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Food on Film

The views expressed are those of the author and are not necessarily those of Scientific American.


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From “Food, Inc.” to “Super Size Me,” the making of America’s food is a popular topic for documentaries. Starting in September, PBS is debuting their own take on the subject, with the new half-hour series “Food Forward TV.”

The series will feature pioneers across the food chain—from scientists to chefs—who are testing out new ways to mitigate some of the unwanted social and environmental effects of food production. I caught a preview of the first episode,  “Go Fish,” and found it full of interesting characters who are excited about their ideas for feeding their communities without depleting the future’s fish supply.

In Washington, a group of fishermen is returning to older pole and line methods of catching tuna, which allow unintentionally caught fish of other types to be thrown back. On the other side of the country, an aquaculture company is raising fish high in beneficial omega-3 fatty acids. Pretty interesting stuff. And it doesn’t hurt that the show has a fun flair of catchy music and lots of personality.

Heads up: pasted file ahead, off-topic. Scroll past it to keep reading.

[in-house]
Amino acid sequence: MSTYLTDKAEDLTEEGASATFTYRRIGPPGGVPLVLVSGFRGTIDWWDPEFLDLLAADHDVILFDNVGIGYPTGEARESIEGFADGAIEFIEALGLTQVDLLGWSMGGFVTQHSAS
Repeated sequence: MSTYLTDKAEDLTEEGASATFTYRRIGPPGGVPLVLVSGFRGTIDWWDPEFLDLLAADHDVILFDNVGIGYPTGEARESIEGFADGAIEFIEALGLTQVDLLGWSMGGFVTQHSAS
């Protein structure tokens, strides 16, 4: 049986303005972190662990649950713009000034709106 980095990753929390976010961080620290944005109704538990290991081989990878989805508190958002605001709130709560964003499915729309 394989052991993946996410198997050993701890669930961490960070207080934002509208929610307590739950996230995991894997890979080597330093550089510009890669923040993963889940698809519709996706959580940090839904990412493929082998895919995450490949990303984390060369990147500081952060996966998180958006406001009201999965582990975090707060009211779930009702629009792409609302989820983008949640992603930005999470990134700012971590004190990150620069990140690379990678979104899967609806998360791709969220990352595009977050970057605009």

With 13 episodes in all, the series documents a variety of other innovators in the food world. One episode focuses on the future of food, featuring drones that could help farmers monitor their crops from above, while another episode takes viewers to Cornell’s Food and Brand Lab to learn about food and the brain. A pilot for the series aired on PBS in 2012 and was nominated for the James Beard Award.

If you think this series sounds like some food for thought, you can check the PBS schedule for your area or stream it online starting September 1. In the meantime, cook up a batch of one of these fun and unusual popcorn recipes, and take a look at this preview, courtesty of PBS.

Julianne Wyrick About the Author: Julianne Wyrick has a bachelor’s in biochemistry and is currently a master’s student in the health and medical journalism program at the University of Georgia, where she also writes about science for the Office of Research Communications. Find her on the web at juliannewyrick.com. Follow on Twitter @juliannewyrick.

The views expressed are those of the author and are not necessarily those of Scientific American.






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  1. 1. kbosso 12:13 pm 08/31/2014

    Thanks for this, however, the PBS links are broken and the program doesn’t come up at all when searching the PBS site. Too bad, it sounded interesting.

    Link to this

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